This major exhibition explores the masterclass legacy, showcasing both recent works of the visiting ‘master makers’ and work produced at the master classes, as well as recording the cultural, artistic and technical shift in contemporary jewellery and object.
Curator Mark Edgoose
Featuring artists: Ruby Aitchison, Helen Aitken-Kuhnen, Robert Baines, Nicholas Bastin, Peter Bauhuis, Dianne Beevers, Doris Betz, Renee Bevan, David Bielander, Julie Blyfield, Zoe Brand, Helen Britton, Sue Buchanan, Melissa Cameron, Bifei Cao, Pamela Chan, Yu Fang Chi, David Clarke, Anna Clynes, Katie Collins, Conversation Piece (Beatrice Brovia & Nicholas Cheng), Anna Davern, Helen Dilkes, Bin Dixon-Ward, Joungmee Do, Mark Edgoose, Sian Edwards, Ian Ferguson, Karl Fritsch, Emi Fukuda, Eli Giannini, Kiko Gianocca, Allona Goren, Rowena Gough, Wayne Guest, Caz Guiney, Marcos Guzman, Mary Hackett, Kirsten Haydon, Peter Hoogeboom, Marian Hosking, Katherine Hubble, Linda Hughes, David Huycke, Naoko Inuzuka, Kazuhiro Itoh, Nicole Jacquard, Tassia Joannides, Cara Johnson, Hermann Jünger, Jiro Kamata, Jung-Hoo Kim, Inari Kiuru, Wendy Korol, Daniel Kruger, Otto Künzli, Andrew Last, Benjamin Lignel, Sue Lorraine, Carlier Makigawa, Stefano Marchetti, Marion Marshall, Chris Massey, Claire McArdle, Kelly McDonald, Lindy McSwan, Sam Mertens, Karl Millard, Yutaka Minegishi, Marc Monzó, Shelley Norton, Michaela Pegum, Jana Roman, Lucy Sarneel, Elise Sheehan, Debbie Sheezel, Bettina Speckner, Michelle Stewart, Leah Teschendorff, Elizabeth Turrell, Renée Ugazio, Manon van Kouswijk, Michael Wong and Aurelia Yeomans.
Contemporary Wearables ’19
531Ruthven St, Toowoomba.
We are honoured to have one of Australia’s most respected metalsmiths, Marian Hosking, selecting this year’s Award Prize winners and making suggestions for collection acquisitions.
The selection panel this year was Simon Cottrell, Lecturer / Researcher, Gold and Silversmithing Workshop, ANU School of Art & Design, Claire Sourgnes CEO Artisan, and Chloë Powell Curator and Exhibitions Manager, Craft Victoria / Co-founder and Director, Radiant Pavilion: Melbourne Contemporary Jewellery and Object Biennial. The Gallery team is very grateful to them for their valuable contribution in selecting the exhibition.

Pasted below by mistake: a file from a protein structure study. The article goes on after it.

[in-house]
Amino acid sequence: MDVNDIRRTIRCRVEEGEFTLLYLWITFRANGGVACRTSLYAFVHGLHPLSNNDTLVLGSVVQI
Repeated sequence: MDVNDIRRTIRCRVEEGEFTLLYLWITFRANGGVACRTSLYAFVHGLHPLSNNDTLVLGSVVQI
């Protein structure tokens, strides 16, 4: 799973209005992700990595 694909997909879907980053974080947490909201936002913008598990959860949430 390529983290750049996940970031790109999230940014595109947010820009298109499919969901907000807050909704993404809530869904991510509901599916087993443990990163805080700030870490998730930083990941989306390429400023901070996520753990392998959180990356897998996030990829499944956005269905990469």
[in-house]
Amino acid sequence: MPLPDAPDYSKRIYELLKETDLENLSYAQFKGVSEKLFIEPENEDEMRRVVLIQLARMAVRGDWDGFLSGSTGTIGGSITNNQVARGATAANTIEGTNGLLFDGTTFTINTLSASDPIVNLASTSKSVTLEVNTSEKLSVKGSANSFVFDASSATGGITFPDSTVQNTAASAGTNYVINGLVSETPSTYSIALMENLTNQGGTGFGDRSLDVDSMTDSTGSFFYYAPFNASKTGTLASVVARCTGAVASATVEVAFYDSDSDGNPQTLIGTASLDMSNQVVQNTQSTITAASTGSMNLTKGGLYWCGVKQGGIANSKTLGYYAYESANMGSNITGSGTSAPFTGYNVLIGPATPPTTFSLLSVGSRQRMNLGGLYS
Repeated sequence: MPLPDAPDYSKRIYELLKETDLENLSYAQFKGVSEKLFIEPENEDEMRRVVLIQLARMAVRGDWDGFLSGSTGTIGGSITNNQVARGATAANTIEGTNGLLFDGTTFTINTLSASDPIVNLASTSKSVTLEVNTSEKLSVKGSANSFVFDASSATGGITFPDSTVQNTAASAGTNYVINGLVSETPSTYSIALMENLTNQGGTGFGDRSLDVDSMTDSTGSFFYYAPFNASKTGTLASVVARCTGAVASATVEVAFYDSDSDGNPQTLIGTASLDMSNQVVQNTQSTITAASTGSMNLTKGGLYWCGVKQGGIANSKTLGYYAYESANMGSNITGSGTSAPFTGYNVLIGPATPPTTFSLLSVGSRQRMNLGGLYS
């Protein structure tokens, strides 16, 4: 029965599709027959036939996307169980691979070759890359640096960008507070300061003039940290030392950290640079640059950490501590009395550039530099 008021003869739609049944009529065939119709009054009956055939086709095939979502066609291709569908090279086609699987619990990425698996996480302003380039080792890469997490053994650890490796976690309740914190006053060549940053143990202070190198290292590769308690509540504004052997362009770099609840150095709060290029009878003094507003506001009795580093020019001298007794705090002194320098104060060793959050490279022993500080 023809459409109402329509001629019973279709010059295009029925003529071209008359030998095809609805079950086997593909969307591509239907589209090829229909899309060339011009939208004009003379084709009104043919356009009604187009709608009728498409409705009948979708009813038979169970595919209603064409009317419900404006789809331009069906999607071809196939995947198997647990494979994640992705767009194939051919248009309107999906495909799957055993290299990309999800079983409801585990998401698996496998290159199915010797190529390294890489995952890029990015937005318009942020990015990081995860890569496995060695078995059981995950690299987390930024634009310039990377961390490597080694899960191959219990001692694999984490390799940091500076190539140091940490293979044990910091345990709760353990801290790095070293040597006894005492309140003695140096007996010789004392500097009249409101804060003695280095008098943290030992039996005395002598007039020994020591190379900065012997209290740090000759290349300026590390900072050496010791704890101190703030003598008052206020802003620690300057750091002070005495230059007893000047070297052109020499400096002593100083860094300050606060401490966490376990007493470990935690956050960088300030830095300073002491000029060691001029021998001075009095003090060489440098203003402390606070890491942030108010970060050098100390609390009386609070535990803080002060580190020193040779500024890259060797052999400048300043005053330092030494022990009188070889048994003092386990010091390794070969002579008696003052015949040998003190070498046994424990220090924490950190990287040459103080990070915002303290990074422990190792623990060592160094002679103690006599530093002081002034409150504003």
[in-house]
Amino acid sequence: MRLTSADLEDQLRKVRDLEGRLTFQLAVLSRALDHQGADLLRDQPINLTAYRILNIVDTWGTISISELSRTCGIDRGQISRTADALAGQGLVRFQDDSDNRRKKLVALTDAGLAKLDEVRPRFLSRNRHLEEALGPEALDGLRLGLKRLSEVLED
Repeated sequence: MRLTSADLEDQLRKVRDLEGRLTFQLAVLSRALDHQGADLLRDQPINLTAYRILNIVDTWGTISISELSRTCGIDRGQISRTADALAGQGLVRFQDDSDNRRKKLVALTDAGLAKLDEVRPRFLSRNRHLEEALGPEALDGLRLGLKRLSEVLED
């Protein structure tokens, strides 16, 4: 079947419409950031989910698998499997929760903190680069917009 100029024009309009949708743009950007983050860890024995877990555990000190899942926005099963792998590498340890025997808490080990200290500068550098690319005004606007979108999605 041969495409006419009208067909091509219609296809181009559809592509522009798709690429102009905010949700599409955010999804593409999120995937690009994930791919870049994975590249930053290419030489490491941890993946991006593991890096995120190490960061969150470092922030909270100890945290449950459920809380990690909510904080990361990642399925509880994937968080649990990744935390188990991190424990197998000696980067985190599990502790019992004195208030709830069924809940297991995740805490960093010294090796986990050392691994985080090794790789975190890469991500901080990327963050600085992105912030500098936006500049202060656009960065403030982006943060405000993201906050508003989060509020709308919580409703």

In 2017 I went on vacation to Marfa, TX, with Bruce and Elaine. It’s in the Chihuahuan desert; there, dropped steel has a long life on the ground. Seeing steel, and knowing I could geotag what I picked up using my phone’s camera, I started a solo scavenger hunt. It covered a campsite; a former US military base (now a part of the Chinati Foundation); the grounds of hotels, diners, galleries and museums; and the dusty streets and sidewalks of the town.
Last Friday night I went to the Real to Reel Craft Film Festival here in Perth and it was incredible! Presented by local craft heroes Maker & Smith (organisers of workshops, talks and other beautifully thought-out and executed events) it is screening again this Friday night in Perth at Camelot Cinema. The fest is then touring to Melbourne – end of this month – and Sydney – early next – so check out that first link for dates. I love a short film fest, and this was one for the ages.
Also in Melbourne you have the Su san Cohn performance Meaninglessness in the middle of this month. Please go, it looks to be another powerful presentation from one of Australia’s finest jewellery thinkers. I look forward to living vicariously.
In her practice Melissa Cameron has perfected the application of liquid enamel onto small objects. It’s a unique enamelling method, well suited to both flat and dimensional forms, with coating found objects like wire and tiny laser-cut parts being Melissa’s specialties.
In this workshop with the artist, learn her tips and tricks for using liquid enamel on steel and copper, from metal surface preparation to enamel mixing, application, and firing. Extend your decorative palette with textures and patterns using simple techniques, well suited for use on items of jewellery and small objects.
This masterclass is being held in conjunction with Melissa Cameron’s solo exhibition at Bilk Gallery opening on Friday the 13 September 2019, 6pm – 8pm.